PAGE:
Measuring Assurance Case Confidence Using Baconian Probabilities

Report
Measuring Assurance Case
Confidence using
Baconian Probabilities
Charles B. Weinstock
John B. Goodenough
Ari Z. Klein
May 19, 2013
© 2013 Carnegie Mellon University
Copyright 2013
Carnegie Mellon University and IEEE
This material is based upon work funded and supported by the Department of Defense under Contract No. FA8721-05-C-0003 with
Carnegie Mellon University for the operation of the Software Engineering Institute, a federally funded research and development
center.
NO WARRANTY. THIS CARNEGIE MELLON UNIVERSITY AND SOFTWARE ENGINEERING INSTITUTE MATERIAL IS
FURNISHED ON AN “AS-IS” BASIS. CARNEGIE MELLON UNIVERSITY MAKES NO WARRANTIES OF ANY KIND, EITHER
EXPRESSED OR IMPLIED, AS TO ANY MATTER INCLUDING, BUT NOT LIMITED TO, WARRANTY OF FITNESS FOR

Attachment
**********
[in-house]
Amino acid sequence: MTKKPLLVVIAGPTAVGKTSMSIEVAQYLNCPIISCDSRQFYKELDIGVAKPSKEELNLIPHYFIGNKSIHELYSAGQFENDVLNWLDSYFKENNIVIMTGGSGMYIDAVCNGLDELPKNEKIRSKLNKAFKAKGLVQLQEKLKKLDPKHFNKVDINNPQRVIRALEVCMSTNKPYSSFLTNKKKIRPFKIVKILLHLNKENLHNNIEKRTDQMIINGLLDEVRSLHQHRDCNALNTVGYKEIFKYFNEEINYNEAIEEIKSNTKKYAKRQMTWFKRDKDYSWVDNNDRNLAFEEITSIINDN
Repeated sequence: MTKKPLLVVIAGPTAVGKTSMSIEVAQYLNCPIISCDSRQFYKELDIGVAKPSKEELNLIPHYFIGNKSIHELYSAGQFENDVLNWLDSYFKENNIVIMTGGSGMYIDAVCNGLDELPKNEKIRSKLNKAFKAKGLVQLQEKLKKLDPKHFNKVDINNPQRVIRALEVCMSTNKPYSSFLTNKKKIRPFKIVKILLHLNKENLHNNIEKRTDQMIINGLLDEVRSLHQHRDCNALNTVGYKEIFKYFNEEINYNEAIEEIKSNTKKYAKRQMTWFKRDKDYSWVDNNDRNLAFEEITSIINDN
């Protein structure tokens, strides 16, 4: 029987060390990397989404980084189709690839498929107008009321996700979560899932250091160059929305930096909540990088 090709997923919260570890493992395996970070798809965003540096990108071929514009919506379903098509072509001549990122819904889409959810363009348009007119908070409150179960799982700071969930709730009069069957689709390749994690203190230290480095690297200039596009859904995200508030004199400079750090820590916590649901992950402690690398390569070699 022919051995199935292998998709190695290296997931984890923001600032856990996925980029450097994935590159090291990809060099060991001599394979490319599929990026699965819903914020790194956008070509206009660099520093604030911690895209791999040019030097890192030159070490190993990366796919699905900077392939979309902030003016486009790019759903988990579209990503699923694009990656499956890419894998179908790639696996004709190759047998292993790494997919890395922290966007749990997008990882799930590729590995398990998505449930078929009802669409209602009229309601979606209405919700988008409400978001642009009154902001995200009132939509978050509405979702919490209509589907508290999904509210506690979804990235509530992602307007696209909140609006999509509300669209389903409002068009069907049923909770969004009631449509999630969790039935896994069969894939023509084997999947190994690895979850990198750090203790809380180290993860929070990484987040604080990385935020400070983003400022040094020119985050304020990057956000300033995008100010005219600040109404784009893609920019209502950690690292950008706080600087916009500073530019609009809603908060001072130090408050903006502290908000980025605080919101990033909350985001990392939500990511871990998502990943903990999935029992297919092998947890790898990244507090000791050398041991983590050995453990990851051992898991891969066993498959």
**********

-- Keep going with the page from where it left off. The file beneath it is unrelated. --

PURPOSE OR MERCHANTABILITY, EXCLUSIVITY, OR RESULTS OBTAINED FROM USE OF THE MATERIAL. CARNEGIE
MELLON UNIVERSITY DOES NOT MAKE ANY WARRANTY OF ANY KIND WITH RESPECT TO FREEDOM FROM PATENT,
TRADEMARK, OR COPYRIGHT INFRINGEMENT.
This material has been approved for public release and unlimited distribution.
This material may be reproduced in its entirety, without modification, and freely distributed in written or electronic form without
requesting formal permission. Permission is required for any other use. Requests for permission should be directed to the Software
Engineering Institute at [email protected]
DM-0000387
Measuring Assurance Case Confidence
Weinstock/Goodenough/Klein, May
2013
© 2013 Carnegie Mellon University
2
The Problem
C1
The system is safe
C2
C3
Hazard A has
been eliminated
Hazard B has
been eliminated
Ev1
Ev2
Ev3
Evidence
Evidence
Evidence
How confident in C1? Why?
What does it mean to have confidence?
What could be done to improve confidence? Why?
Measuring Assurance Case Confidence
Weinstock/Goodenough/Klein, May
2013
© 2013 Carnegie Mellon University
3
How is Confidence in a Hypothesis Increased?
A classic philosophical problem:
• Determining the basis for belief in a hypothesis when it is impossible to
examine every possible circumstance covered by the hypothesis